The subject of e-mail is a somewhat controversial one. On the one hand, e-mail can act as a great boon to personal productivity, serving as an efficient communication tool by enabling knowledge workers to stay in touch with each other and save valuable work time by focusing their responses to the specific topics and questions that the messages present.
On the other hand, e-mail can act as a great impediment to personal productivity, serving as a consummate time waster by relentlessly vying for knowledge workers' attention and then forcing them to wade through inordinate amounts of data to separate the spam from the important mail so that they can respond accordingly.
The love/hate relationship that so many knowledge workers seem to have with their e-mail Inboxes is a true reflection of e-mail's dual nature as both a technological boon and the bane of their existence. It also explains why so many workers regard getting a handle on their e-mail as such a crucial first-step in achieving personal productivity at work.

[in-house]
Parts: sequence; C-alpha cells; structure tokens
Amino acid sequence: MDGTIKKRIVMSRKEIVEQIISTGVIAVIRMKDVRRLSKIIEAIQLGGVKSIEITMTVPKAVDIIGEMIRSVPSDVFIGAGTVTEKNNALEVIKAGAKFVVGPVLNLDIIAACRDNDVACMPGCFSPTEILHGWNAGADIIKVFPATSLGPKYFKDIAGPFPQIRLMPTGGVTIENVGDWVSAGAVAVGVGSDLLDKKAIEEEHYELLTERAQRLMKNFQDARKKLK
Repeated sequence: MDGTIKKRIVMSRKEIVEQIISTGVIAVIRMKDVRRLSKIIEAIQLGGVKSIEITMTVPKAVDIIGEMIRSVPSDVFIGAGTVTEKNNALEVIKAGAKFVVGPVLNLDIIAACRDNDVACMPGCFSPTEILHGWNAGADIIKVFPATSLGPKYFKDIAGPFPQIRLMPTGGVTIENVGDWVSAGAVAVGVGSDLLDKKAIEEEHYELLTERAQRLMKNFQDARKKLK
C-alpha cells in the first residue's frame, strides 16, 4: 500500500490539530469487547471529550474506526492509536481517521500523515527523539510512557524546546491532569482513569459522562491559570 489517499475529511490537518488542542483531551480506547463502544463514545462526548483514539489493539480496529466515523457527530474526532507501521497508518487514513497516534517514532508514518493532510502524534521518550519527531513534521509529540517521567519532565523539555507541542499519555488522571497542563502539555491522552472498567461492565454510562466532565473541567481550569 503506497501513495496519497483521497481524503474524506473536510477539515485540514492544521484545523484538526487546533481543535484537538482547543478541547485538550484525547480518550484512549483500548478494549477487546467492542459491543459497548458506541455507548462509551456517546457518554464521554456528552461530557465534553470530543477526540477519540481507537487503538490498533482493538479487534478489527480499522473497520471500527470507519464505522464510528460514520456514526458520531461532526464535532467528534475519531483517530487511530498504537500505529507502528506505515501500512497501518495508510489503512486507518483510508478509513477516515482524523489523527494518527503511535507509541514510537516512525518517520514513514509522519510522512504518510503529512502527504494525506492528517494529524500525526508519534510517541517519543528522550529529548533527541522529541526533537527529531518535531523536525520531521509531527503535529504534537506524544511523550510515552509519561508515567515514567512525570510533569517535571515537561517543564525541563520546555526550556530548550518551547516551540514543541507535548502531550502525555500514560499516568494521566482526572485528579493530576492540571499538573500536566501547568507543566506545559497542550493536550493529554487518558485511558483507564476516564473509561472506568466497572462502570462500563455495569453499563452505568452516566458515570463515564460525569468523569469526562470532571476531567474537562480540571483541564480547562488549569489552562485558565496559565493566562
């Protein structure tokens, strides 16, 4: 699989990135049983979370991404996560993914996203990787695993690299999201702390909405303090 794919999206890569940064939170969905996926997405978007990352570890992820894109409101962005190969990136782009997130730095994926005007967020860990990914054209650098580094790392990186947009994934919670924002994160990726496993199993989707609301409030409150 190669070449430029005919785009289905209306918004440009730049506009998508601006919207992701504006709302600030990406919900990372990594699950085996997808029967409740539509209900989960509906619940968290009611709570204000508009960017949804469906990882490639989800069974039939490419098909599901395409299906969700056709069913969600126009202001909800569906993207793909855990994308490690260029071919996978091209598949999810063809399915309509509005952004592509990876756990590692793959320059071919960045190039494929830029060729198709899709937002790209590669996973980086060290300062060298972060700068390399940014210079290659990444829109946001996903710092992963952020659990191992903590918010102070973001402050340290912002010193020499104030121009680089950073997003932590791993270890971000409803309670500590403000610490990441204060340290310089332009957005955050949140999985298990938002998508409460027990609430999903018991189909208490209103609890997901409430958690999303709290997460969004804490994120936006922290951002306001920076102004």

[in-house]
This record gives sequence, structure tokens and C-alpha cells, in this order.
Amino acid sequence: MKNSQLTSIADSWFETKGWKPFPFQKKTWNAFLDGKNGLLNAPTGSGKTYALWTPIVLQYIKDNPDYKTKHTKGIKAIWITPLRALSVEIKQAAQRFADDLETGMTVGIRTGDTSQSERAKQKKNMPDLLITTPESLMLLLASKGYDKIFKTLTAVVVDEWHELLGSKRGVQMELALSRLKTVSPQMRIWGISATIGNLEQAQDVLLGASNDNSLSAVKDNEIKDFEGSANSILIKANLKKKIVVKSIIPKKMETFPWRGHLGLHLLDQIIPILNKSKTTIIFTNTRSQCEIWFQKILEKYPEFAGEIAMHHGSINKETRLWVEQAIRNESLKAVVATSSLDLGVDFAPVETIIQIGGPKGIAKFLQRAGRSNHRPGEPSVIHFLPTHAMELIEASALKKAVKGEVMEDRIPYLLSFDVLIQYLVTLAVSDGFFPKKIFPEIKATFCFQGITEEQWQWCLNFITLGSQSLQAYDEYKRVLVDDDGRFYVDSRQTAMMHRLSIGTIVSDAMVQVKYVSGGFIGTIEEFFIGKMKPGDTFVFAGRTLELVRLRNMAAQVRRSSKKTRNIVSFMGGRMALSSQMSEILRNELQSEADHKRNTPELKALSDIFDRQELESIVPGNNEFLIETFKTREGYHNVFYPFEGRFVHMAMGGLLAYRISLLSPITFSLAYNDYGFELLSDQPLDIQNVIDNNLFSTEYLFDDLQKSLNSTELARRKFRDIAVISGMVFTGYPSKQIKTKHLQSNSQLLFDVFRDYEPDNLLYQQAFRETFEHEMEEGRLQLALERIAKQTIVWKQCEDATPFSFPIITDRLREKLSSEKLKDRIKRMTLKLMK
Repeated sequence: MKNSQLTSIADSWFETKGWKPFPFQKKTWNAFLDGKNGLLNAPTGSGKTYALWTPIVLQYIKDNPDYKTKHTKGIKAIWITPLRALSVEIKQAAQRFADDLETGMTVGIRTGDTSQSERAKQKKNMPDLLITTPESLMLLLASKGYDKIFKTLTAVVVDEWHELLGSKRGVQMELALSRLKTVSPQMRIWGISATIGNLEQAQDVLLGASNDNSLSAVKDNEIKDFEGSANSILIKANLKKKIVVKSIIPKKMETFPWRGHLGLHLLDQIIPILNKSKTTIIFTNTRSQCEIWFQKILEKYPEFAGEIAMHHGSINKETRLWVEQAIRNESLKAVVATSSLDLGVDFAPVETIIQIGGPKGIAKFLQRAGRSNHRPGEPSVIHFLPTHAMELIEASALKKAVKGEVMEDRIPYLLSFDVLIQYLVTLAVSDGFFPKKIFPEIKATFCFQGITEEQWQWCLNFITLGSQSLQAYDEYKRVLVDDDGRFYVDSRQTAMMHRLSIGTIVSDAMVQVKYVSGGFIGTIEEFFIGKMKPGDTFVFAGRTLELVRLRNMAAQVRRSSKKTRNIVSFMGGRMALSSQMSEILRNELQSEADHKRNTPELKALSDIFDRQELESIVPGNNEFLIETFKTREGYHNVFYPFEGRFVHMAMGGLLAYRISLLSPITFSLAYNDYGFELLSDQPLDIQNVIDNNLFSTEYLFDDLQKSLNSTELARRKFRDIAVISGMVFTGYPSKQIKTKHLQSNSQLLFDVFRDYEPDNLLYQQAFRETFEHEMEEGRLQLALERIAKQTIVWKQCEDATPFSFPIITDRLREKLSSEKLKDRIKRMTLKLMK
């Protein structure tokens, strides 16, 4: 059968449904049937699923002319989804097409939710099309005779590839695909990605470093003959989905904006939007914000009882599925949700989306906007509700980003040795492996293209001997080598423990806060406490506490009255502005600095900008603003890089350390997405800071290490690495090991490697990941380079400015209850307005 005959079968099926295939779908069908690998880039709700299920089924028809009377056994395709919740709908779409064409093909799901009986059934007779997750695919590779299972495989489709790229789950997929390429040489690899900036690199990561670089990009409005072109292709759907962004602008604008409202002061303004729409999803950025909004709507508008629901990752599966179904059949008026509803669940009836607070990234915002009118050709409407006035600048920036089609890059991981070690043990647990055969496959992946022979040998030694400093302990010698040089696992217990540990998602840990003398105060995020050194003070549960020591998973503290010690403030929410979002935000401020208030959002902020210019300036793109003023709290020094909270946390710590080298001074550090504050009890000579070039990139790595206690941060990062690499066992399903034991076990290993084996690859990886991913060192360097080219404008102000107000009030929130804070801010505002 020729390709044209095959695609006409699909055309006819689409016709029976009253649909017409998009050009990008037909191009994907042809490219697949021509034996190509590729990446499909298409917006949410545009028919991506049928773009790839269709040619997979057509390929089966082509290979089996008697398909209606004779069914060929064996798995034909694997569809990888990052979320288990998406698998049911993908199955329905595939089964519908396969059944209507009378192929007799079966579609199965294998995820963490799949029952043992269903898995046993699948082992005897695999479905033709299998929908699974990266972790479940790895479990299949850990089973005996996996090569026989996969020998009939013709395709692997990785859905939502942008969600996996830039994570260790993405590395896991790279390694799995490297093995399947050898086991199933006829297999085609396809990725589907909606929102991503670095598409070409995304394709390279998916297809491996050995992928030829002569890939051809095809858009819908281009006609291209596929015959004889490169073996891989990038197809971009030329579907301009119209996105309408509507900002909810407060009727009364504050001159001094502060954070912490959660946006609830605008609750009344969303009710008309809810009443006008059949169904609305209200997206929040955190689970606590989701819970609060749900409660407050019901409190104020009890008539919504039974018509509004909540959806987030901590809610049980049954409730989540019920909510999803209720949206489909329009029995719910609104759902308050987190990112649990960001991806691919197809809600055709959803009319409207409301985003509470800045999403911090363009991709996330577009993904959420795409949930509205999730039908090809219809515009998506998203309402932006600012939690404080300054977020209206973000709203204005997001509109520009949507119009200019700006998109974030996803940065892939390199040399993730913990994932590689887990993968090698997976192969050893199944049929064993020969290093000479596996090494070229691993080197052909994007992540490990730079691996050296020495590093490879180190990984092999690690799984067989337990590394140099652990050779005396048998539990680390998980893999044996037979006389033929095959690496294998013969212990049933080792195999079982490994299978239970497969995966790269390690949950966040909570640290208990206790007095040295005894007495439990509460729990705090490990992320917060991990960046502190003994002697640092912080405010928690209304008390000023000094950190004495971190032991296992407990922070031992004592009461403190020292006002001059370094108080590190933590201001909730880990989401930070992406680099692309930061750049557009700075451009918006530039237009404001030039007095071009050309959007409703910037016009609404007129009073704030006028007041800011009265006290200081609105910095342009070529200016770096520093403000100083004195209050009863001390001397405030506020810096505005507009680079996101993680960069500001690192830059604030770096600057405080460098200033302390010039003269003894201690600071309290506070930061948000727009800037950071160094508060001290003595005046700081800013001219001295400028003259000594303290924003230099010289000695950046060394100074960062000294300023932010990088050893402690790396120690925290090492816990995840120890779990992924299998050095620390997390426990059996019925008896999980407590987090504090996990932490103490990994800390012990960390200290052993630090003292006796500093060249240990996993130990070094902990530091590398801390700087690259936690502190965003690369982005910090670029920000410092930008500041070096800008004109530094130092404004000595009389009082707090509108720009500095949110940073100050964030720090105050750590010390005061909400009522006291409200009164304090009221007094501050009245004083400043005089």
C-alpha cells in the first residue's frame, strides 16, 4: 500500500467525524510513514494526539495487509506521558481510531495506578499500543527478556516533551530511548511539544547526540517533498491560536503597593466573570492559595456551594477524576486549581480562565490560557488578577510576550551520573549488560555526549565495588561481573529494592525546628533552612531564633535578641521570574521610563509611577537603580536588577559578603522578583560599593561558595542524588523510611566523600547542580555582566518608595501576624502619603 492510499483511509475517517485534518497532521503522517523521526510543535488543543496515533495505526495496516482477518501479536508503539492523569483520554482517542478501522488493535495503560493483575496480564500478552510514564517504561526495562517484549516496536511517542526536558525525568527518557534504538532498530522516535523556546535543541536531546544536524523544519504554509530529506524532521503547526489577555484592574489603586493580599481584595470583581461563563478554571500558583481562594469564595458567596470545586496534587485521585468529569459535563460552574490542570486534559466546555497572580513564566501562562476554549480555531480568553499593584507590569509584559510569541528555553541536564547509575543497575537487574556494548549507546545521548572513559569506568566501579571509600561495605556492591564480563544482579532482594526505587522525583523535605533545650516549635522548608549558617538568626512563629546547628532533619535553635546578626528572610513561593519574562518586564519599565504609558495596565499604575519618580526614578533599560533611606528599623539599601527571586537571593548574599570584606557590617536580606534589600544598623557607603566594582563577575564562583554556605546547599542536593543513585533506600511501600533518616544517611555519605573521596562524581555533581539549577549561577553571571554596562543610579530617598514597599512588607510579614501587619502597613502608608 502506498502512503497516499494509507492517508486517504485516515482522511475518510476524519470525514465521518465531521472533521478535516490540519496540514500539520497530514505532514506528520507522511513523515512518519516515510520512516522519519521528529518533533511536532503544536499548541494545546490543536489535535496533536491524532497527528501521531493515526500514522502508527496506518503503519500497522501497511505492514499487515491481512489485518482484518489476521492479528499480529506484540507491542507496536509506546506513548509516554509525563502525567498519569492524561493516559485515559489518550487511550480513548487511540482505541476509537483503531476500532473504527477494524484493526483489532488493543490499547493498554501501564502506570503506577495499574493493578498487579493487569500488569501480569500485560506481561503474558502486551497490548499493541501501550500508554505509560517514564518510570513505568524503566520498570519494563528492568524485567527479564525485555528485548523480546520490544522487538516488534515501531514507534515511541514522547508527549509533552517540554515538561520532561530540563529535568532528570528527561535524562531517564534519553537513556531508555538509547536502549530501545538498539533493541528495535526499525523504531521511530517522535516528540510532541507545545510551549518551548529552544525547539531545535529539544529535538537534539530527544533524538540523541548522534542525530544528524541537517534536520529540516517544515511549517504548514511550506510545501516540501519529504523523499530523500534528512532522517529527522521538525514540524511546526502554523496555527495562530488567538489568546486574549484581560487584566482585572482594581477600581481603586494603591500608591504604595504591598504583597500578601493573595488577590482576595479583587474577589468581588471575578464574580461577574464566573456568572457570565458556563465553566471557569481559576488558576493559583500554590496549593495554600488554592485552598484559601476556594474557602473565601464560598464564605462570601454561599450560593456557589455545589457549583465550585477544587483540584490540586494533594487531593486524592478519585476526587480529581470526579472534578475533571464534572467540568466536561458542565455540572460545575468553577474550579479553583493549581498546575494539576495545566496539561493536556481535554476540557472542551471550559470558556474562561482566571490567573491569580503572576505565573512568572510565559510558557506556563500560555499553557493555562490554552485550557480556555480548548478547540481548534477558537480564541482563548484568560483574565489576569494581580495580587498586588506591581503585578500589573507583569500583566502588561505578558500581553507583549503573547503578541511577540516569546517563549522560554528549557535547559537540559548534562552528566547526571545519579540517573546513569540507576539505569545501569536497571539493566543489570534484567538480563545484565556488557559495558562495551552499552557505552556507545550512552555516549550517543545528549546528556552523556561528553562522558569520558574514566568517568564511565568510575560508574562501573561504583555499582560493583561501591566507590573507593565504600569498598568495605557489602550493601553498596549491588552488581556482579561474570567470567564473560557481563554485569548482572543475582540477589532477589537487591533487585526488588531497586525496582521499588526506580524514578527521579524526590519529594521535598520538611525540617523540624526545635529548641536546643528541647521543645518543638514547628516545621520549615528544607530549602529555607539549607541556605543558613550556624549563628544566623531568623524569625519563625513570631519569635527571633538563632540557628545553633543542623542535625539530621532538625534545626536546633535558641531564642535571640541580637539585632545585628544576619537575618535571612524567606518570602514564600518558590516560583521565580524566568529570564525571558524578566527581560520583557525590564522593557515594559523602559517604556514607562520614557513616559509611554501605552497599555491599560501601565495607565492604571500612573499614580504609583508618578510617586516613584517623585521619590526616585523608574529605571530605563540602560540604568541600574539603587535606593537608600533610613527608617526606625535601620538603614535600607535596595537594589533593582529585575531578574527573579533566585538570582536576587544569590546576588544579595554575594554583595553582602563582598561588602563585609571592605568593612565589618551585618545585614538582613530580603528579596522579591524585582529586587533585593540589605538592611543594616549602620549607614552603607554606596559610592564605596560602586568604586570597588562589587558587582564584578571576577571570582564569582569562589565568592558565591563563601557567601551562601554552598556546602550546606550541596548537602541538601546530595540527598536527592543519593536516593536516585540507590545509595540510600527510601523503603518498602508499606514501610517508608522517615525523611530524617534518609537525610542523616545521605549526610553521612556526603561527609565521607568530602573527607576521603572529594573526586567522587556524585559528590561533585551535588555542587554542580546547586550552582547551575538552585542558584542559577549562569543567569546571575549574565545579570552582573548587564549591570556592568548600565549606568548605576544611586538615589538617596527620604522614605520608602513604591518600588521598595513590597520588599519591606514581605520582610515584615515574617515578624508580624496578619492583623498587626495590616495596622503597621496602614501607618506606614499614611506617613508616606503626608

As I see it, effectively dealing with your e-mail is a two-step process. First, you need to do some radical Inbox housecleaning. Second, you need to learn how to perform regular Inbox housekeeping that will keep it that way.
This chapter takes on the first step by leading you through basic strategies for getting rid of all the messages you don't need and won't ever do anything with and then organizing the messages that ...